Rigged Tests Haunt Volkswagen After A Decade

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Volkswagen

Norwegian shipowner, I.M. Skaugen  is seeking a $50 million compensation from a marine unit of Volkswagen (VOWG_p.DE) for rigging performance tests of ship engines produced over a decade ago from MAN.  MAN has supplied the engines to Skaugen in 2002-03 and has legal counterclaims over contracts with Skaugen. VW first acquired a stake of 22 percent in MAN in 2006, 55 percent stake in MAN in 2011 and now owns 75 percent.

I.M. Skaugen alleges that MAN had provided misleading specifications for the six engines bought from MAN and so, it is seeking compensation for higher fuel use than specified over the expected 30-year lifetimes of the underperforming engines.

I.M. Skaugen has filed a $20 million demand (which may be revised $50 million) in a Singapore court in July 2015.  MAN when contacted in 2012 promised transparency and whatever they could do to settle the issues.  The method being applied and the software in fuel consumption or emissions seemed to  conceal the fact that these engines do not meet the promised standards.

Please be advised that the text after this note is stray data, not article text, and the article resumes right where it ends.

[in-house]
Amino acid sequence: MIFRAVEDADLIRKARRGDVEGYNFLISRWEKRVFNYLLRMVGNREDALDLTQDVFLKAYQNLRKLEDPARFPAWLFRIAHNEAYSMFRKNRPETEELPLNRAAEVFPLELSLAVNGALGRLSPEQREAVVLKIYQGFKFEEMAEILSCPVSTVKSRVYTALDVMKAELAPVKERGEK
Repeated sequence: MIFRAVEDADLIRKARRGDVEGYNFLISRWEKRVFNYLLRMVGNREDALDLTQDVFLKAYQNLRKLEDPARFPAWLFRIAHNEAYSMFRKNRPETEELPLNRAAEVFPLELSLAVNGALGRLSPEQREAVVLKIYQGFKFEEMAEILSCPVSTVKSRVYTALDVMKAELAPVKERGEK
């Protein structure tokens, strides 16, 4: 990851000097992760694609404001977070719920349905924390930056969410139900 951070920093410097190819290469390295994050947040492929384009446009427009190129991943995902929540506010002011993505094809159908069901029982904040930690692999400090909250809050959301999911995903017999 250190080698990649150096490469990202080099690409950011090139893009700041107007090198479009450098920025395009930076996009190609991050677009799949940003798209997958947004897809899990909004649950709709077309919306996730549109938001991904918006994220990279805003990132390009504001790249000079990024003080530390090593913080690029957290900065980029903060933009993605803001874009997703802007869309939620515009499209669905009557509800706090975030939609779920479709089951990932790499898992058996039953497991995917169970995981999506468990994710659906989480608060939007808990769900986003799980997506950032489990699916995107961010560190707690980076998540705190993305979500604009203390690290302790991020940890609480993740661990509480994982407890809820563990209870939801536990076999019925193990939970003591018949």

In 2001, MAN admitted that some of its factory tests of four-stroke marine diesel engines may have been rigged to show artificially low fuel use.  A MAN spokesman said the company has worked to compensate clients since but has not published a list of those affected and has been unable to settle with I.M. Skaugen.

MAN’s negotiation for ‘out-of-court settlement for several months collapsed when MAN withdrew support for its chief negotiator.  Mueller added that MAN also has “substantial outstanding claims” against Skaugen linked to “different supply contracts.” Skaugen said MAN’s biggest demand is for 10.5 million euros ($11.93 million) in damages from I.M. Skaugen in the Danish Institute of Arbitration for failure to accept two other engines it had ordered.

Skaugen said about the underperformance of the other four triggered cancellation.  In 2013, an Augsburg court fined MAN 8.2 million euros for violating laws with the misleading test results of dozens of marine diesel engines, including those sold to Skaugen.  Software in the factory computers allowed displays to show lower fuel consumption than in reality, the court said.  After this court observations, Mueller said that the company has overhauled the tests and done everything possible to settle disputes.

Source: Reuters

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